A few years ago I bumped into a man who I’d met almost fifty years earlier. In the early 1950s I’d been a telegram messenger boy at a Sydney suburban post office. I was then with the now defunct Post Master General’s Department. It was my first job. Another young man was there as a junior postman. He delivered letters door to door. When I bumped into him around 2005 or so, he told me he’d been a postman all of this life. Yes, and working out of the same post office. Fifty years a post man! In the interim I’d held jobs as a postal clerk, sailor, aeradio operator, overseas telegraph operator, worked with underground mains engineers, been a truck driver, a foundry laborer, a clerk with a rubber company, a laboratory assistant, a police radio operator, an Antarctic expeditioner and once again ended my paid working life working in an office. Moreover, I worked in several countries. I think it would be fair to say that I now had a lot wider experiences to draw on than my old postman friend.
You need to not only study Life but to live it!
If you want to write or speak about Life you need to not only study Life but to live it! Obviously not everyone has the opportunity to take up every job and every position that they would like. But do what you can. Move! Move from one position to another, from one career to another. Expand you experiences! At least, for the first half of your adult life. The famous author, Ernest Hemingway, went on various adventures so that he could experience things he thought were worth writing about. Consequently he could write about everything from war to big game hunting and fishing to bull fights in Spain. He could put himself into the picture not as a theorist but one who had lived the life.
The jets had arrived on the major air routes, but in New Guinea it was a different story.
Speaking tips: Pick up the vernacular of many specialities.
Remote Preparation is the stuff we draw on as we sit down to compile a speech. It involves not only the actual remembered experience but the remembered words and phraseology; the language of that time. When one speaks of the sea and talks of “just abaft the bridge,” “decks awash, she was beam under,” “wind shrieking through the mast and funnel stays,” the words well up spontaneously. They are not an affected thing. They are not artificial. The ex sailor can speak this language. Or, “Control, this is Speed bird 702, our position is Juliet 30 at one five, flight level three three zero,” If you’ve worked in Airways Operations, this was once your language. This entire vernacular is grist to the mill as one stands before an audience and uses dialogue to enhance a speech or story. It well up naturally.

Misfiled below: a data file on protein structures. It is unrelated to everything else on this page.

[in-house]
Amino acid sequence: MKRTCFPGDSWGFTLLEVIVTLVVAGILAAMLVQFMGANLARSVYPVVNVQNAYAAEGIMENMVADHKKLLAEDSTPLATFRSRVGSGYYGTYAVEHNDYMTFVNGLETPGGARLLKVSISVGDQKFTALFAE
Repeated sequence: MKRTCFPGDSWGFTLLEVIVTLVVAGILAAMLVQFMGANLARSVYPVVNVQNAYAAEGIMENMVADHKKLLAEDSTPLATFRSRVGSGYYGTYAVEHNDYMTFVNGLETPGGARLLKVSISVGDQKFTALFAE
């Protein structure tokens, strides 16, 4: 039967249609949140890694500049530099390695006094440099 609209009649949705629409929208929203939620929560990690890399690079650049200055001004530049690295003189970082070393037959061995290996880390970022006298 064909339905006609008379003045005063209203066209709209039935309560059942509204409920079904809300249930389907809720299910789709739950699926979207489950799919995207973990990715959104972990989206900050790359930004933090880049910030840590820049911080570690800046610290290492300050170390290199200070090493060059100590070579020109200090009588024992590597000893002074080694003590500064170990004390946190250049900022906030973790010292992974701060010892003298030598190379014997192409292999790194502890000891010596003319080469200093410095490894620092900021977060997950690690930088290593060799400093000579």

Gain wide experience, keep gaining knowledge.
So what are you to do if you want to steadily become better and better at being able to come up with riveting ideas for you speeches as the years progress? It has already been said: gain wide experience, keep gaining knowledge. You’ll pick up new areas of expertise; new words will be added to your ‘Spoken Vocabulary.’ As you day dream and visualize experiences from your past your ability to visualize will strengthen. With that will come greater creativity. All of this is Remote Preparation. Be aware of it. Use it. And you’ll continue to enjoy your experiences, never running out of ideas as to what to talk about, and what to bring to the hearts and minds of your audience.
I hope you gained something useful from Speaking Tips: Remote Preparation.
I wish you well.
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- Tom Ware Public Speaking The Prince of Storytellers